News & Views
Soldier fly frass boosts catfish weight: study
April 3, 2020 By Nestor Arellano
When added to fish feed, the frass from black soldier fly larvae can boost feed intake and result in weight gain in catfish, according to a recent study conducted by the United States Department of Agriculture (USDA).
Frass is the by‐product of the larval meal industry and includes larval waste, exoskeleton sheds, and residual feed ingredients. The 10‐week study was conducted to evaluate the effect of dietary levels of frass on growth, feed utilization, and body proximate and mineral composition of catfish.
Five diets containing 0, 50, 100, 200 and 300g frass per kg diet were fed to channel catfish (5.24 ± 0.04 g) in quadruplicate aquaria to apparent satiation twice daily.
“Final weight gain was significantly increased in fish fed diets containing frass at levels from 100 to 300g/kg,” according to the study. “Fish fed diets without frass, and with 300g/kg frass, showed the lowest and highest feed intake, respectively.”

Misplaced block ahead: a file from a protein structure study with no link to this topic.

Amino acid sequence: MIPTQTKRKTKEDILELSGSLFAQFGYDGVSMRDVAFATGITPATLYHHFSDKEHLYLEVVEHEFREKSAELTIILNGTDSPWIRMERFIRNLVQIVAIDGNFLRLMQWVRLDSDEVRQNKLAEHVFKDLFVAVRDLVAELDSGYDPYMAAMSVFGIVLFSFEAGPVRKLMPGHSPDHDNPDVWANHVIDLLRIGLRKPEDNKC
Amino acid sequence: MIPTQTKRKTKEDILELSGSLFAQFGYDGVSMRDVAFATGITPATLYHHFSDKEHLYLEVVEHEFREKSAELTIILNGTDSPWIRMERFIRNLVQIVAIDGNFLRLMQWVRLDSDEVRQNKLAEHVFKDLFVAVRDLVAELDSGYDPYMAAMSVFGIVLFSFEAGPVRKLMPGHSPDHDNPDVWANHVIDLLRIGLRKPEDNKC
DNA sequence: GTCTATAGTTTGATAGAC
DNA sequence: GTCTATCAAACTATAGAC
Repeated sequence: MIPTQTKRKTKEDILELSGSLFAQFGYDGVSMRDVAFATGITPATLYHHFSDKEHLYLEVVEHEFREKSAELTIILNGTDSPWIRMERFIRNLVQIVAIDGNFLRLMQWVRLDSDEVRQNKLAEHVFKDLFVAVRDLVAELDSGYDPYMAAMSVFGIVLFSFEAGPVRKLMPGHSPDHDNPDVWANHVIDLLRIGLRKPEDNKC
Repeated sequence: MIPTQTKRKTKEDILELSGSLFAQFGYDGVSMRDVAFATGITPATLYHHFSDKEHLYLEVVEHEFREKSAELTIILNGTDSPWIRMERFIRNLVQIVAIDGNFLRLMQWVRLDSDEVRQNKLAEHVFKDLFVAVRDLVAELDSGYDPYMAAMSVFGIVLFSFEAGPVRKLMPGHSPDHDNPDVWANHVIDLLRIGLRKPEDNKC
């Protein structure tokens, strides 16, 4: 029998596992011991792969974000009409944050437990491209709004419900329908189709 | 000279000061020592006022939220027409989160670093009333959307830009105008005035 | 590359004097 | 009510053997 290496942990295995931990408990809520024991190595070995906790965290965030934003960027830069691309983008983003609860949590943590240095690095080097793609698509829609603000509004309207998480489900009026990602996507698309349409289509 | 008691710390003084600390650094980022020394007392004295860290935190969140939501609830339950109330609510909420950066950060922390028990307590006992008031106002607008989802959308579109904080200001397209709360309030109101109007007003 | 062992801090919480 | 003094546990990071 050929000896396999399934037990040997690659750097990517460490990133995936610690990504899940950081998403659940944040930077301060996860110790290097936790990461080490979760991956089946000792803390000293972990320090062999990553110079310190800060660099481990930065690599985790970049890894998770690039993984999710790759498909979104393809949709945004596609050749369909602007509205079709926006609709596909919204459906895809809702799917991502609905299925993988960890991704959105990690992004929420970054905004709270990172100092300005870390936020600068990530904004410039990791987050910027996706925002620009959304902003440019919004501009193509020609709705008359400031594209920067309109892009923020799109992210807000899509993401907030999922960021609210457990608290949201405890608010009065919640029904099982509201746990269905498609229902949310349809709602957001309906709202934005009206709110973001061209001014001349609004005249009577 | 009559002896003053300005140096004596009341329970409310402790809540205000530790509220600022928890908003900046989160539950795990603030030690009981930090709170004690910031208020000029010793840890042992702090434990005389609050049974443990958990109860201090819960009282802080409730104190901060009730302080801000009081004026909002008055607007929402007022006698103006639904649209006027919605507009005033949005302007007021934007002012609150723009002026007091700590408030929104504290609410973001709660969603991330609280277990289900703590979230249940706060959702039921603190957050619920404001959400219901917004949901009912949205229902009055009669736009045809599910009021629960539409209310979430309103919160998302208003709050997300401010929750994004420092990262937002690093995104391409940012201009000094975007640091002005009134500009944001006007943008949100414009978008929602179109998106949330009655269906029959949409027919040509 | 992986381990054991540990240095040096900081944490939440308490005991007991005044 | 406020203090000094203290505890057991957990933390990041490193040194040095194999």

However, the researchers found that fish that were fed frass at levels of 200g/kg and higher, showed feed and protein efficiencies that “were significantly lower” than those recorded for fish in the control group.
Survival, whole-body composition, and mineral content were not affected by frass, the researchers found.
“In summary, black soldier fly larval frass has potential as a protein source or just an ingredient for enhancing the palatability of catfish diets,” according to the study findings.
Print this page